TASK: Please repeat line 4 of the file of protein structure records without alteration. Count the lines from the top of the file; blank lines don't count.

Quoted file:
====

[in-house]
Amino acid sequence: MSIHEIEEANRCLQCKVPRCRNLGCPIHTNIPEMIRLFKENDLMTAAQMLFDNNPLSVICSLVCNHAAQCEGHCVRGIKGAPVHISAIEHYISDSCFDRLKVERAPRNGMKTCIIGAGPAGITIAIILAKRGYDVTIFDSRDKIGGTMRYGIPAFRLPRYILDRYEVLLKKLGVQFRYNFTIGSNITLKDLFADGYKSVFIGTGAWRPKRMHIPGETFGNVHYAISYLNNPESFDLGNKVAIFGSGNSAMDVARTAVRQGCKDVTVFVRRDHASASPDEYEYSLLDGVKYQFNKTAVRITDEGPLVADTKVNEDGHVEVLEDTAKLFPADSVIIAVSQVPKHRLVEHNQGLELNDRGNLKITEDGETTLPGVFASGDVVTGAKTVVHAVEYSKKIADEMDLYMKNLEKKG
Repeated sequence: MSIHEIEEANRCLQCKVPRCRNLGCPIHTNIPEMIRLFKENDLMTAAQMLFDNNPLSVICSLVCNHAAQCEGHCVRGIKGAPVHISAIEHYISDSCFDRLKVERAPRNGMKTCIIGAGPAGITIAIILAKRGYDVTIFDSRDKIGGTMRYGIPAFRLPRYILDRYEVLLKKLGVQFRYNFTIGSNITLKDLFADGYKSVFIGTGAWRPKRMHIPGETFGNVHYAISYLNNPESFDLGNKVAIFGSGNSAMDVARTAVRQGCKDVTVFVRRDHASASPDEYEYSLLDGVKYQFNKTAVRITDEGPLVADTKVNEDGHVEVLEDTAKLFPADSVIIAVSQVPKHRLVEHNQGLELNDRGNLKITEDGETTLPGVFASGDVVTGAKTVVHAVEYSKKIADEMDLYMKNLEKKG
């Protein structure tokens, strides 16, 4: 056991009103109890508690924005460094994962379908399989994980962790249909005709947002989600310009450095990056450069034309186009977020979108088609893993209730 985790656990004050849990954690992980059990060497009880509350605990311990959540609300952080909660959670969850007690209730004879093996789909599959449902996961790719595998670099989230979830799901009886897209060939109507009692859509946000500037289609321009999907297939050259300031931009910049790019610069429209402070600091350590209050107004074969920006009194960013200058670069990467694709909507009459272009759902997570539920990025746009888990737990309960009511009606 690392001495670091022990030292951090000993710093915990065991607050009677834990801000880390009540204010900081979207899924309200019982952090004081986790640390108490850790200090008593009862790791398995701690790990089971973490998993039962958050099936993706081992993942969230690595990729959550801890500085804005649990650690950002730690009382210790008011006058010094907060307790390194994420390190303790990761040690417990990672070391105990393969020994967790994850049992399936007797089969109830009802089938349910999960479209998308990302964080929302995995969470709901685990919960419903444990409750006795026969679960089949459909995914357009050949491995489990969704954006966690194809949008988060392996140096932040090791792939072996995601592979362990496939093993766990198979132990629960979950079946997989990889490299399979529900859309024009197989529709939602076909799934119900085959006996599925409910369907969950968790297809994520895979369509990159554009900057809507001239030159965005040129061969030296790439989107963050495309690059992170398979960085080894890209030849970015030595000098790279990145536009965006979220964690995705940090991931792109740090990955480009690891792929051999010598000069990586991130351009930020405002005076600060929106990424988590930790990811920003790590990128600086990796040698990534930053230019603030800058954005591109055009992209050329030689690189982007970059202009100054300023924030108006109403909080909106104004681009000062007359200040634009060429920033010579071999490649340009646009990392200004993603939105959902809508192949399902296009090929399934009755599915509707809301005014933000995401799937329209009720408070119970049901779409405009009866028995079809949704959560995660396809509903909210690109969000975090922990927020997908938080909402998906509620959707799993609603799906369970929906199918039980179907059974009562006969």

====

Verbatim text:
């Protein structure tokens, strides 16, 4: 056991009103109890508690924005460094994962379908399989994980962790249909005709947002989600310009450095990056450069034309186009977020979108088609893993209730 985790656990004050849990954690992980059990060497009880509350605990311990959540609300952080909660959670969850007690209730004879093996789909599959449902996961790719595998670099989230979830799901009886897209060939109507009692859509946000500037289609321009999907297939050259300031931009910049790019610069429209402070600091350590209050107004074969920006009194960013200058670069990467694709909507009459272009759902997570539920990025746009888990737990309960009511009606 690392001495670091022990030292951090000993710093915990065991607050009677834990801000880390009540204010900081979207899924309200019982952090004081986790640390108490850790200090008593009862790791398995701690790990089971973490998993039962958050099936993706081992993942969230690595990729959550801890500085804005649990650690950002730690009382210790008011006058010094907060307790390194994420390190303790990761040690417990990672070391105990393969020994967790994850049992399936007797089969109830009802089938349910999960479209998308990302964080929302995995969470709901685990919960419903444990409750006795026969679960089949459909995914357009050949491995489990969704954006966690194809949008988060392996140096932040090791792939072996995601592979362990496939093993766990198979132990629960979950079946997989990889490299399979529900859309024009197989529709939602076909799934119900085959006996599925409910369907969950968790297809994520895979369509990159554009900057809507001239030159965005040129061969030296790439989107963050495309690059992170398979960085080894890209030849970015030595000098790279990145536009965006979220964690995705940090991931792109740090990955480009690891792929051999010598000069990586991130351009930020405002005076600060929106990424988590930790990811920003790590990128600086990796040698990534930053230019603030800058954005591109055009992209050329030689690189982007970059202009100054300023924030108006109403909080909106104004681009000062007359200040634009060429920033010579071999490649340009646009990392200004993603939105959902809508192949399902296009090929399934009755599915509707809301005014933000995401799937329209009720408070119970049901779409405009009866028995079809949704959560995660396809509903909210690109969000975090922990927020997908938080909402998906509620959707799993609603799906369970929906199918039980179907059974009562006969």